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Around the Horn: Middle infielders

Angels need more production from double play duo of Kendrick, Aybar

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Around the Horn: Middle infielders play video for Around the Horn: Middle infielders

With pitchers and catchers scheduled to report to Tempe, Ariz., by Feb. 13, it's time to dissect the Angels' 2014 roster. This is the third of a six-part Around the Horn series taking a position-by-position look at projected starters and backup options heading into the season. Next up: middle infielders.

ANAHEIM -- The Angels were in desperate need of starting pitching, and Erick Aybar and Howie Kendrick were signed to relatively team-friendly deals. So for the better part of six months leading up to the non-waiver Trade Deadline of July 31, and up until Mark Trumbo was dealt to the D-backs in the three-team trade that landed Tyler Skaggs and Hector Santiago on Dec. 10, the two veteran middle infielders were the subject of near-constant trade speculation.

Now, the dust has mostly settled, Spring Training is less than two weeks away, and Aybar and Kendrick -- added to the system in 2002, signed to extensions in 2012 -- will be the Angels' double-play tandem for the seventh consecutive season.

They each face an important question:

Can Kendrick help make up for the production Trumbo took with him?

Will Aybar finally settle into the leadoff spot?

We'll start with Aybar, and any conversation involving the speedy shortstop and the leadoff spot always goes back to his on-base percentage. It has been .321 since the start of 2009, tied with Raul Ibanez for 155th in the Majors. Last year, it sunk to .301 -- the lowest since his part-time days of '06 and '07. And in 221 career games batting leadoff, it has been .317.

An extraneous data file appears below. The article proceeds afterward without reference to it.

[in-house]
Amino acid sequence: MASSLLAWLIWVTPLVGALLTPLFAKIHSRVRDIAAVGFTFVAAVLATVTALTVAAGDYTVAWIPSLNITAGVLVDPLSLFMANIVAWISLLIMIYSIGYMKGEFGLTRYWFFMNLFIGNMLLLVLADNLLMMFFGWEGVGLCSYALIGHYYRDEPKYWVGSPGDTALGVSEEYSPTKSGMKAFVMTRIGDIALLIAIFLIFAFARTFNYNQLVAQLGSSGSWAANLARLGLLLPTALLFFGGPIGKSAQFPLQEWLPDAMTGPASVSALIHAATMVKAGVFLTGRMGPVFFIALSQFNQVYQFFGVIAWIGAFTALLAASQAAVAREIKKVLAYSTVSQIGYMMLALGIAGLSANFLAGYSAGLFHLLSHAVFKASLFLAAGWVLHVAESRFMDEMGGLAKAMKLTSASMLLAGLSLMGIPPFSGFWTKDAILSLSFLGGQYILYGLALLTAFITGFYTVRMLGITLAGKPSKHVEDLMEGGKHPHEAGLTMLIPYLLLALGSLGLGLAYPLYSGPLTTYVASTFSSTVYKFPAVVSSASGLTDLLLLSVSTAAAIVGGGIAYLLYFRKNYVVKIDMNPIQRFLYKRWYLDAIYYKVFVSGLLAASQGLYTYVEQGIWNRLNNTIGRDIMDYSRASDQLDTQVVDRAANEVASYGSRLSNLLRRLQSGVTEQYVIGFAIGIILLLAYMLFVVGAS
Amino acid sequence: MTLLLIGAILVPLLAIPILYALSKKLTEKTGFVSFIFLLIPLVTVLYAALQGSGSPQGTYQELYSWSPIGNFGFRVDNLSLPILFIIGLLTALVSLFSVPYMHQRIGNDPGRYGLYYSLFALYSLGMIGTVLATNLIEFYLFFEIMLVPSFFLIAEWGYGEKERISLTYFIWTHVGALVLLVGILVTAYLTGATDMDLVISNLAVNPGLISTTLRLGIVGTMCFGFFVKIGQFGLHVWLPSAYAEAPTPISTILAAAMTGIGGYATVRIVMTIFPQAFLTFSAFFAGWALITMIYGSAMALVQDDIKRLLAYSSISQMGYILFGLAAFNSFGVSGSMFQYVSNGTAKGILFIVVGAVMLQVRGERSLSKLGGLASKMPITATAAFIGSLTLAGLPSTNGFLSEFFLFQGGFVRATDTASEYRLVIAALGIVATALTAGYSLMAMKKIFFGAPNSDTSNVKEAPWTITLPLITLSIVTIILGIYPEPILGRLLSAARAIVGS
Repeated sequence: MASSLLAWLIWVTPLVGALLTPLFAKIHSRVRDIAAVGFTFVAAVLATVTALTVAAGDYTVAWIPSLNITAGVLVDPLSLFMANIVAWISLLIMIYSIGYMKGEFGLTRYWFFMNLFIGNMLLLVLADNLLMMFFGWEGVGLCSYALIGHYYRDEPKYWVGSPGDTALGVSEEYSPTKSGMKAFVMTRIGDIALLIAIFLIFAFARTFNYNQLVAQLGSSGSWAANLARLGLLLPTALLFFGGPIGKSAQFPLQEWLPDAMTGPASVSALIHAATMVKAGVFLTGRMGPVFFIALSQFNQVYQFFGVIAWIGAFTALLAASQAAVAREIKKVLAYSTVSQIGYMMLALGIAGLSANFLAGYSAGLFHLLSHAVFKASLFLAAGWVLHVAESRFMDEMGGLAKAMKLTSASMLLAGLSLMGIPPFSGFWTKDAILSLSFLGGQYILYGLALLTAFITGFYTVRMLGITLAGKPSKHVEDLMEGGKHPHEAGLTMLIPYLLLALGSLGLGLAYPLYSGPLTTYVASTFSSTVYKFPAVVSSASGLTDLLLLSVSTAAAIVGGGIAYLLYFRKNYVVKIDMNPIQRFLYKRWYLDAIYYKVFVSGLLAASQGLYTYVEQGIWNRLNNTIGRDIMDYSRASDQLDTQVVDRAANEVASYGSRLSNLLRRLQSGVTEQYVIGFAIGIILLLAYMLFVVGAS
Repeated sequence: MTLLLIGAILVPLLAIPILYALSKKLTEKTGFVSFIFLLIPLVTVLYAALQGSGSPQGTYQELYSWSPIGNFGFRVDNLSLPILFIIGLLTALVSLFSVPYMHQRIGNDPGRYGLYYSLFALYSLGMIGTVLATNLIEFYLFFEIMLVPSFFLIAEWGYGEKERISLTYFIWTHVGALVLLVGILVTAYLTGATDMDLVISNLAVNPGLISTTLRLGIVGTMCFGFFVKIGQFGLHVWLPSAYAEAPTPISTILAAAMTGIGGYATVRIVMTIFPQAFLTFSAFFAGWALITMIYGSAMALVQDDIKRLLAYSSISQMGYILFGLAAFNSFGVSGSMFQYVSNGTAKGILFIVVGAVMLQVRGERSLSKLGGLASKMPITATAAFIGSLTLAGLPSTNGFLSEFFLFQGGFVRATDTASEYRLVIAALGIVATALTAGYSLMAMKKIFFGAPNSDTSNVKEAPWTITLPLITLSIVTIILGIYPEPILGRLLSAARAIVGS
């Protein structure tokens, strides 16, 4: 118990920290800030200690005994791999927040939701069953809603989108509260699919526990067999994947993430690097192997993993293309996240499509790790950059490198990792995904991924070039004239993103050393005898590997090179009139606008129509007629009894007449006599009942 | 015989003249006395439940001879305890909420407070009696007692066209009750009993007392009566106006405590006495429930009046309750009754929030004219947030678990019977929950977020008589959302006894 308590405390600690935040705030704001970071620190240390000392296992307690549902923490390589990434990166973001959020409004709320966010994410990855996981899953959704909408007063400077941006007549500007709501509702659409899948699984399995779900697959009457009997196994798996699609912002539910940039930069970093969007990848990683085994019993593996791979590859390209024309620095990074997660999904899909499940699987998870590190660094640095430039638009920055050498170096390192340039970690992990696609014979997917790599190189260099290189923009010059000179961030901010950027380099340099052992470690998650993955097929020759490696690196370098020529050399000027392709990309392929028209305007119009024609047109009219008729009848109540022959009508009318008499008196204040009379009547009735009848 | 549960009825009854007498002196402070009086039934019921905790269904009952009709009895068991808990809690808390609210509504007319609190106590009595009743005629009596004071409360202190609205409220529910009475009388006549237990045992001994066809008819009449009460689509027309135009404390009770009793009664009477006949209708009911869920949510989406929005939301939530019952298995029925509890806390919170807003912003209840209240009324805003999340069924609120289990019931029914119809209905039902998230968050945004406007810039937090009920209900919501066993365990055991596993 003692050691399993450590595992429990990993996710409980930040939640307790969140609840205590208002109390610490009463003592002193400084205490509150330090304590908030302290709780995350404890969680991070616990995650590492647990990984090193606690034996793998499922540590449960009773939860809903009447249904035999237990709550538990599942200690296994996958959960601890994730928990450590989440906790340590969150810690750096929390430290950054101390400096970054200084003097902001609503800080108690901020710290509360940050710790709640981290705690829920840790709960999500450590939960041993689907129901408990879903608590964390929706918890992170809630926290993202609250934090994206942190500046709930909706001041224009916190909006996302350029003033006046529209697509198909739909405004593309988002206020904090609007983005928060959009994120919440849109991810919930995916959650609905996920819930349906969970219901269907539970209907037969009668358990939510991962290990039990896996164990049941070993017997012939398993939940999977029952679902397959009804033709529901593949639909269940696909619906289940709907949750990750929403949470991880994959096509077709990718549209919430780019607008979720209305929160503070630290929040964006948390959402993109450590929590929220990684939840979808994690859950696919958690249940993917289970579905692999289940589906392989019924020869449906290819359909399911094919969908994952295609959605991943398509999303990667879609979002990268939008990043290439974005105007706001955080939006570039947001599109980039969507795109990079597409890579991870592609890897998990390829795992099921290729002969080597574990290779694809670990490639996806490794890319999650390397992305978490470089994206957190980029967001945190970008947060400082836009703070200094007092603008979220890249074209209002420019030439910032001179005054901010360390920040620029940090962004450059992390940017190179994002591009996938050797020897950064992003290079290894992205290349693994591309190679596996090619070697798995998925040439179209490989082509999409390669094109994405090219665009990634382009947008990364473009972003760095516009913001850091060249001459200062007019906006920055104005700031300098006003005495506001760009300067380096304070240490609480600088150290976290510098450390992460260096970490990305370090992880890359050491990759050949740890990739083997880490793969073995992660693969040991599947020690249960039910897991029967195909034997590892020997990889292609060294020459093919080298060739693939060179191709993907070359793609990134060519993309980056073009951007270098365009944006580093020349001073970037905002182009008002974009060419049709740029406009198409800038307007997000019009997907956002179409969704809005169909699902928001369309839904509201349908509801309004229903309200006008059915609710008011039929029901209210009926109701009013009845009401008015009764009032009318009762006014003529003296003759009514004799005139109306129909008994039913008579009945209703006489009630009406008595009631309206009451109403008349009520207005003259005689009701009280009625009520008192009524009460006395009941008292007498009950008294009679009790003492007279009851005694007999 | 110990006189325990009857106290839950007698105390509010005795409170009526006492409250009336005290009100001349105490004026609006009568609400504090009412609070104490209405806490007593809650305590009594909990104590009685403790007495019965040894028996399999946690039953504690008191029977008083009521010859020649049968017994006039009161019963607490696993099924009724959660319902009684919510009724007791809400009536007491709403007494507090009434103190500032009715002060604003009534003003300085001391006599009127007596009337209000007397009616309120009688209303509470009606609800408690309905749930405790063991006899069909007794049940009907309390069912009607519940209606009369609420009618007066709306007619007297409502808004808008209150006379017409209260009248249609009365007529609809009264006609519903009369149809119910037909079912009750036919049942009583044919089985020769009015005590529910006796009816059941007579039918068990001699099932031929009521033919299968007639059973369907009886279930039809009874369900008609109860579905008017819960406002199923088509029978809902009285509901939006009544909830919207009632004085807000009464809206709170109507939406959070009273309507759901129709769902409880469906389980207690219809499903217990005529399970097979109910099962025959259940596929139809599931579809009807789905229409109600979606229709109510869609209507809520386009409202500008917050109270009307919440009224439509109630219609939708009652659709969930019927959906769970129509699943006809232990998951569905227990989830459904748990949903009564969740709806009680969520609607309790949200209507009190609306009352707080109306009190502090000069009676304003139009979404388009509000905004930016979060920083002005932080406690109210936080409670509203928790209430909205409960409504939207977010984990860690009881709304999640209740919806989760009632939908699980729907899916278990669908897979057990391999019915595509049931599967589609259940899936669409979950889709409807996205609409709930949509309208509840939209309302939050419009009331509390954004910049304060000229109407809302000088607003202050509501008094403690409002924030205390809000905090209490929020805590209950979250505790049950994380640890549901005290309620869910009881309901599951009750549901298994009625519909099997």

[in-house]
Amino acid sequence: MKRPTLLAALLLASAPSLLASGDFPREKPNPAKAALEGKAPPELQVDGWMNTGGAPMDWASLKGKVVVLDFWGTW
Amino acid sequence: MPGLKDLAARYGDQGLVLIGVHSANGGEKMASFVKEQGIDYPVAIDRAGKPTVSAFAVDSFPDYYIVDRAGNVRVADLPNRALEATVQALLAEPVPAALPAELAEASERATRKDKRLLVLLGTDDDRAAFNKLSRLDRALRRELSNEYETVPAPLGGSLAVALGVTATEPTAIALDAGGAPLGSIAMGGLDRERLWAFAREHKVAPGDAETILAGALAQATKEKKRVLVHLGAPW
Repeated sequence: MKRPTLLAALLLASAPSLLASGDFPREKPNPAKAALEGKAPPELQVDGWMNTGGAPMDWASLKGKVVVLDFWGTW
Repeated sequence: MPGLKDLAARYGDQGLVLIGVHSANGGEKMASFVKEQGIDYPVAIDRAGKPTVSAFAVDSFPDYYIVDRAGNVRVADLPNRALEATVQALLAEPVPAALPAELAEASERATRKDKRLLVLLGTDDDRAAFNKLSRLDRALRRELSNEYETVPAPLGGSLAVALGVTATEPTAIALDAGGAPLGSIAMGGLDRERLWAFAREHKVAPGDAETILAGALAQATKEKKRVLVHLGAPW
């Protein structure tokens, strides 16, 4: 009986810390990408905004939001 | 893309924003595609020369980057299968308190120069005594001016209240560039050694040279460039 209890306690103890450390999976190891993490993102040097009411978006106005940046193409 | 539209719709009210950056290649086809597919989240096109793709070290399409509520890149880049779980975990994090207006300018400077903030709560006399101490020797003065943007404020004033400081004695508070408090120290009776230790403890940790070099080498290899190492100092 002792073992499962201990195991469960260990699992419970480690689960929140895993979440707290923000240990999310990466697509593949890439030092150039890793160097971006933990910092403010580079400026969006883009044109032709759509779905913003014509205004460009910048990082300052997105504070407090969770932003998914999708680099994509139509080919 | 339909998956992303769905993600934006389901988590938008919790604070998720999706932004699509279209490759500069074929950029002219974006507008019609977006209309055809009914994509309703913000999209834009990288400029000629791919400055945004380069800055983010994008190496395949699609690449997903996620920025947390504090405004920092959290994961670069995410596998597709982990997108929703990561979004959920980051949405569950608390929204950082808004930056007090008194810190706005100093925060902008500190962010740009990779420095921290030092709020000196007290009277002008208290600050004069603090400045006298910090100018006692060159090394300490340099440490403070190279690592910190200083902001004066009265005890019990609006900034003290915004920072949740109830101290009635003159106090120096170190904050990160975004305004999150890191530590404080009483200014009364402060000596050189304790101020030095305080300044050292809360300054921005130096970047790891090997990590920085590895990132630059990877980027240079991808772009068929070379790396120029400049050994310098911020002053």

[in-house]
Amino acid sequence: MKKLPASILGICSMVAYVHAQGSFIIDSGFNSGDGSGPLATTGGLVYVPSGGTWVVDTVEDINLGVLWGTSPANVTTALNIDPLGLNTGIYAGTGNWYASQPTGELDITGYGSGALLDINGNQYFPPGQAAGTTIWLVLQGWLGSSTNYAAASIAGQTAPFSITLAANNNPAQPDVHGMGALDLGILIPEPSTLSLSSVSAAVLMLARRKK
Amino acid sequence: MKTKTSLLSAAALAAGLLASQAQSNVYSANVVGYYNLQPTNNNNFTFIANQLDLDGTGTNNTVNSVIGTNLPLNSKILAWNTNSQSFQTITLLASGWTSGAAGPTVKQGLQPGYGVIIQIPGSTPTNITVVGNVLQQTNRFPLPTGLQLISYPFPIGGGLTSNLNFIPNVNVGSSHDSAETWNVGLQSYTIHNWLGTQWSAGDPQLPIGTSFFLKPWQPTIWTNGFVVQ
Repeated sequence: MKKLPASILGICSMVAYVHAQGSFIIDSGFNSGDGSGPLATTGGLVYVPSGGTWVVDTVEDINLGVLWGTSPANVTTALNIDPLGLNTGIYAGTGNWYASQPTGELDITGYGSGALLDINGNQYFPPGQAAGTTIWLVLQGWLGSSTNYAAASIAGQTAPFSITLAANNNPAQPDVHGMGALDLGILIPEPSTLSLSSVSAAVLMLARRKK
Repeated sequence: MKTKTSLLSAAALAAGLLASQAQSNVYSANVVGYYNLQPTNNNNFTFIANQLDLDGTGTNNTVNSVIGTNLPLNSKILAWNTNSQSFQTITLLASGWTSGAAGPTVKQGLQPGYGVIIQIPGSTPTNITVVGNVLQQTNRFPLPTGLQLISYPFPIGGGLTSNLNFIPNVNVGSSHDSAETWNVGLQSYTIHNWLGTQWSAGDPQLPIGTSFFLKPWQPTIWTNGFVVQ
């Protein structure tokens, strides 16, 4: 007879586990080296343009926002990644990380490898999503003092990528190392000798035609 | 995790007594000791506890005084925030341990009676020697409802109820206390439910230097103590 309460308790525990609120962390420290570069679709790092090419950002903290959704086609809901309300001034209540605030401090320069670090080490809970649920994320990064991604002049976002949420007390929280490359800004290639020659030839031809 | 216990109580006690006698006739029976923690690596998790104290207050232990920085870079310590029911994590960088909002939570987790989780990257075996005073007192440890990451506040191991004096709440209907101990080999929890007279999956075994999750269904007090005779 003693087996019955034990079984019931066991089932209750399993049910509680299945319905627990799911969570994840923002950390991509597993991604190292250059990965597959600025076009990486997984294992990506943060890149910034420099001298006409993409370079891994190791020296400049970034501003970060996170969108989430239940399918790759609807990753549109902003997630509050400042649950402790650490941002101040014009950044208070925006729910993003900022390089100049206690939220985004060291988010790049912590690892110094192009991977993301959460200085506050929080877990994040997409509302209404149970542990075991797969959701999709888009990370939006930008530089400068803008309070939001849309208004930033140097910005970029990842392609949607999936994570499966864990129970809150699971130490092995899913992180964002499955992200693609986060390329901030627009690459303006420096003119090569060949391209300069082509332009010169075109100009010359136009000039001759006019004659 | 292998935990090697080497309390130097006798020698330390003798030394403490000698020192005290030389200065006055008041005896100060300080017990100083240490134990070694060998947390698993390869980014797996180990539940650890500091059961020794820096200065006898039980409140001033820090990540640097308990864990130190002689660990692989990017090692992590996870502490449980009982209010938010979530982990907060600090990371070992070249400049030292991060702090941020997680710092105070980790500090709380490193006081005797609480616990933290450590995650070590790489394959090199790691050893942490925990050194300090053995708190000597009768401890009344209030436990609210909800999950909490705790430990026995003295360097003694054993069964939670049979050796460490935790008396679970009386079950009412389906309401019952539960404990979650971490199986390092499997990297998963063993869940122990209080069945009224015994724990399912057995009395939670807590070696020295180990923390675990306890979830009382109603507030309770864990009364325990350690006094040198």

As you might have noticed, Aybar doesn't draw a whole lot of walks (189 qualified players have a higher walk rate over the past five years, actually). But with manager Mike Scioscia seemingly committed to Mike Trout in the No. 2 hole and Peter Bourjos now playing in St. Louis, it looks like the leadoff spot is down to either Aybar or Kole Calhoun -- an interesting leadoff man because of his left-handed bat and overall production, but definitely not a prototypical one.

Aybar, 30, bats from both sides of the plate, is a good bunter and still has decent speed (though he stole only 12 bases in 138 games last year, his lowest since 2008). But the Angels should have plenty of offense up and down the lineup. They don't necessarily need a big year at the plate from Aybar.

They need him to defend his position well -- and last year, metrics say he didn't.

From 2012 to '13, Aybar's Ultimate Zone Rating fell from 2.5 to minus-6.6 (18th among qualified shortstops) and his Defensive Runs Saved went from three to minus-seven (17th). A big reason for the drop off in range, and perhaps the lower stolen-base total, could've been all the lower-leg injuries he suffered in 2013, missing 18 games with a left foot contusion while also dealing with nagging injuries to his right knee and right thigh.